Enhanced solubility and functionality of valrubicin (AD-32) against cancer cells upon encapsulation into biocompatible nanoparticles

Nirupama Sabnis, Maya Nair, Mervyn Israel, Walter J. McConathy, Andras G. Lacko

Research output: Contribution to journalArticle

43 Scopus citations

Abstract

Among numerous drug-delivery approaches, reconstituted high-density lipoprotein (rHDL) nanocarriers have proven particularly applicable for delivering highly hydrophobic drugs. In this study, we have investigated the enhancement of the therapeutic impact of valrubicin (AD-32), an antineoplastic agent that has been limited to intravesicular application against bladder cancer, despite the encouraging original preclinical data. Earlier studies validated the superior therapeutic efficacy of AD-32 over doxorubicin. In the present study, rHDL/AD-32 nanoparticles were formulated and characterized with regard to encapsulation efficiency, physicochemical properties, selective toxicity, and receptor-mediated uptake. The half maximal inhibitory concentration values (IC50) for rHDL/AD-32 nanoparticles were 1.8 and 2.6 times lower than the free AD-32 for prostate (PC-3) and ovarian (SKOV-3) cancer cell lines, respectively, whereas nonmalignant cell lines demonstrated 5 and 1.48 times higher IC50 doses with rHDL/AD-32 formulations. The data obtained demonstrated effective receptor- mediated uptake of AD-32 from the rHDL nanocarriers by PC-3 and SKOV-3 cancer cells via a targeted drug-delivery process. The rHDL/AD-32 formulation was stable for 6 months when stored at 4°C or at -20°C, as 92% of the AD-32 was retained in the nanoparticles. The findings from this study show that the rHDL/AD-32 formulation can overcome the solubility barriers of AD-32 and thus serve as an effective systemically administered chemotherapeutic agent. 2012 Cárdenas et al, publisher and licensee Dove Medical Press Ltd.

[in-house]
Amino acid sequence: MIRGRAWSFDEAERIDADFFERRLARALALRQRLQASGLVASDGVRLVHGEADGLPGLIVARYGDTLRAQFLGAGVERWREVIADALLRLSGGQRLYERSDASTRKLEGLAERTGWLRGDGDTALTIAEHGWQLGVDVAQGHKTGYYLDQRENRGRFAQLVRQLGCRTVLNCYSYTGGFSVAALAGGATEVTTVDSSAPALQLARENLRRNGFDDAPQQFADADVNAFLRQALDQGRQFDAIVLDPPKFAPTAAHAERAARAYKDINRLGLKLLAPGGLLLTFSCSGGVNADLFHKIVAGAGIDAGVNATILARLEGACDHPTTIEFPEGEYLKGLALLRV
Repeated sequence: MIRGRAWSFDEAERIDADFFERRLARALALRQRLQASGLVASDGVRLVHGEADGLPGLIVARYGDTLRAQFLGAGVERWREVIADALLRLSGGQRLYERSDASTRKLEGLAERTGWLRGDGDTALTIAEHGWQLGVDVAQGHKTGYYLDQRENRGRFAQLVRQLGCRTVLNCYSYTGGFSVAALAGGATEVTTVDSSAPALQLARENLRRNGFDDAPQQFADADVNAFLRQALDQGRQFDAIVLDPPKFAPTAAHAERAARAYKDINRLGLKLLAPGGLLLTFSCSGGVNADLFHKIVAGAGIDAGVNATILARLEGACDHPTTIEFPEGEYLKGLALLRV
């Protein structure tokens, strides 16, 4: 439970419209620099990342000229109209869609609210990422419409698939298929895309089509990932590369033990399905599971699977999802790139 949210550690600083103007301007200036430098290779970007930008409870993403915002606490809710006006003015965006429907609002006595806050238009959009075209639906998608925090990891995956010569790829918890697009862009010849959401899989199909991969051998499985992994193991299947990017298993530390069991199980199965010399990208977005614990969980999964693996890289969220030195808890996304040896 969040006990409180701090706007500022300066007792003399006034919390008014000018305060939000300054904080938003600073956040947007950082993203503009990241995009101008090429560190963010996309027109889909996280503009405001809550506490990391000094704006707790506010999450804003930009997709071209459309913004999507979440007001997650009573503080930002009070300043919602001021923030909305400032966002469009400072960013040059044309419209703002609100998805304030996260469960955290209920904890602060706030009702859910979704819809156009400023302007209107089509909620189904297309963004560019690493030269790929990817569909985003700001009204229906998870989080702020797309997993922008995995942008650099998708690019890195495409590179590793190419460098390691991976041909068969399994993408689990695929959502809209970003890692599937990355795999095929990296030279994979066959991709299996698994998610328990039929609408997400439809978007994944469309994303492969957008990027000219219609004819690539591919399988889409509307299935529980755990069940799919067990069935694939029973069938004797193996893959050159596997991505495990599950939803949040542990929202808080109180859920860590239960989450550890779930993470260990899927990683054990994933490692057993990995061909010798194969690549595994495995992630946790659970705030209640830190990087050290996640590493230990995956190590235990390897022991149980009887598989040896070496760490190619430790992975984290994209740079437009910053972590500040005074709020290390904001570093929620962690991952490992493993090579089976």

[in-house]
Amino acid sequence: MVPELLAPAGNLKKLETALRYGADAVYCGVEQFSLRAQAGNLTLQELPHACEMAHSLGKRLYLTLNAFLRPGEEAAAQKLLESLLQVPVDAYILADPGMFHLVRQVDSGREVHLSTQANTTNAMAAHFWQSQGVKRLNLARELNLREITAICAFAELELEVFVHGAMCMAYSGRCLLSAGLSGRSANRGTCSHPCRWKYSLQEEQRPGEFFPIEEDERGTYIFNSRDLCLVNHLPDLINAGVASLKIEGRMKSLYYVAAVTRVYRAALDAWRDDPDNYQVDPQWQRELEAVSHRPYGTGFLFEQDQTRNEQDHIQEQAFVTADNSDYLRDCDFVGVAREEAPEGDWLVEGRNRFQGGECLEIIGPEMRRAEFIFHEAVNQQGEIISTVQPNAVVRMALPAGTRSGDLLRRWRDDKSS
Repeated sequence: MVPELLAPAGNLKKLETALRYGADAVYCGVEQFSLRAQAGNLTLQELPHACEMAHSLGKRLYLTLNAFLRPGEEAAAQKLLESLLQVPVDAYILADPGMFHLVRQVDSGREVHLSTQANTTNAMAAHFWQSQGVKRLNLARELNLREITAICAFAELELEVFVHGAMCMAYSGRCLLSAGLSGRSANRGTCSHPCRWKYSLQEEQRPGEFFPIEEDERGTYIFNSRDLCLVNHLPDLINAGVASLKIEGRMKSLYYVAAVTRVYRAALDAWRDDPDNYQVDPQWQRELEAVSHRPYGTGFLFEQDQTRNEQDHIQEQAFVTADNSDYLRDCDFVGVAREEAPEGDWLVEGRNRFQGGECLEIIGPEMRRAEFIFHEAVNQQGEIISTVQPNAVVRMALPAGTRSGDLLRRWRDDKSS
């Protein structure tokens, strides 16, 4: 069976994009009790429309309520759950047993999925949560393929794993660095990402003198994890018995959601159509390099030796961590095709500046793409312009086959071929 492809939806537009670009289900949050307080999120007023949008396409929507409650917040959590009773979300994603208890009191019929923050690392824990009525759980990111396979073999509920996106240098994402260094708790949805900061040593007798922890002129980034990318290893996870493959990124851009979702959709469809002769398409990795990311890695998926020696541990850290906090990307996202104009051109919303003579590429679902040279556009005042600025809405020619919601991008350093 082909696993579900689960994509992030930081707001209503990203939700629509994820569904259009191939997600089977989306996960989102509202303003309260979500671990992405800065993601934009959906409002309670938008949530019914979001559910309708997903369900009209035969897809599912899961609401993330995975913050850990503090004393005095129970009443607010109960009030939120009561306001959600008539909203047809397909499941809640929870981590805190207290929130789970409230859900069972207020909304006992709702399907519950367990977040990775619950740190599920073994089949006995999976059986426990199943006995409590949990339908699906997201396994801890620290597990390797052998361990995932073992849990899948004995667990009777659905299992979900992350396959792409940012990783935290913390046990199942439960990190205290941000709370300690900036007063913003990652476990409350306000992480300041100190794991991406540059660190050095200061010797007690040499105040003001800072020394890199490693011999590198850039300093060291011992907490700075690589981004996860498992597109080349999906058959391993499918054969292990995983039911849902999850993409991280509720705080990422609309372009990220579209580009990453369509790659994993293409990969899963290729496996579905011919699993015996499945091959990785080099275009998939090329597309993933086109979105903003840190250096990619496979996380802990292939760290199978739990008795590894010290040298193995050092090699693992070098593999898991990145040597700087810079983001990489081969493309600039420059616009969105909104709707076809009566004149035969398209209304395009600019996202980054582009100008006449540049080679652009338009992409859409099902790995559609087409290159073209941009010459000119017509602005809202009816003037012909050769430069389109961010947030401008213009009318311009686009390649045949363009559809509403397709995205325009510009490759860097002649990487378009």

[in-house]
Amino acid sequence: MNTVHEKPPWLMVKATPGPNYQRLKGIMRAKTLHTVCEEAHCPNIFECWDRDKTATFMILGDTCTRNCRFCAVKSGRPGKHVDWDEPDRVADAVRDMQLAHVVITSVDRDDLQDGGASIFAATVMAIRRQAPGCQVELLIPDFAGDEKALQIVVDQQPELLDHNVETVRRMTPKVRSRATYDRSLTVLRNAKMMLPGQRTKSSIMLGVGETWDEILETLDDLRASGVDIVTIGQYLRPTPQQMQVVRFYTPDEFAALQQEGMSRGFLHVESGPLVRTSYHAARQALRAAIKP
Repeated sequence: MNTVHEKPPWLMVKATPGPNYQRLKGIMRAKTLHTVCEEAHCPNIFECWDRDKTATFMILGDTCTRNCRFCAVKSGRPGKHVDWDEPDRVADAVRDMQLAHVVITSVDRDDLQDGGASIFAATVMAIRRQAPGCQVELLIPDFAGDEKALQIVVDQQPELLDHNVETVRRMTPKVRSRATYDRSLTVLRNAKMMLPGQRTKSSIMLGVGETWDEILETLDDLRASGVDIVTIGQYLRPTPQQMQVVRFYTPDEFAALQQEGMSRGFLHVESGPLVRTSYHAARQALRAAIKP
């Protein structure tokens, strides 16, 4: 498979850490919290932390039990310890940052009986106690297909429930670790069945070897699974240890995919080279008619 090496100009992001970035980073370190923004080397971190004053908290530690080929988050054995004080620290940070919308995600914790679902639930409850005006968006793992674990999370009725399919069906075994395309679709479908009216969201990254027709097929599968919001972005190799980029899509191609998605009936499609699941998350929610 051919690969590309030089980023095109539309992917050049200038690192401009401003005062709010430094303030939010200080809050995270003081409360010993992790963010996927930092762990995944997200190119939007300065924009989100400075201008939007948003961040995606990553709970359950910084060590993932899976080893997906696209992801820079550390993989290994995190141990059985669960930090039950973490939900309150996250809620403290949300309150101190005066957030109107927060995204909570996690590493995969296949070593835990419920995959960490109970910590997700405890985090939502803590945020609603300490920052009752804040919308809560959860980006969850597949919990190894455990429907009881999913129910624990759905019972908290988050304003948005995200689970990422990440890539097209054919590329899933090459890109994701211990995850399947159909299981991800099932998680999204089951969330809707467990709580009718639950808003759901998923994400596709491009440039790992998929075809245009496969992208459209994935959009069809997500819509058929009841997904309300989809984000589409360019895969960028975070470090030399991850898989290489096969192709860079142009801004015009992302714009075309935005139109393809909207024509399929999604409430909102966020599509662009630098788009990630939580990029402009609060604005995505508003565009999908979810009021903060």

Original languageEnglish
Pages (from-to)975-983
Number of pages9
JournalInternational Journal of Nanomedicine
Volume7
DOIs
StatePublished - 2012

Keywords

  • AD-32
  • Nanoparticles
  • Selective drug delivery
  • Targeted drug delivery
  • rHDL

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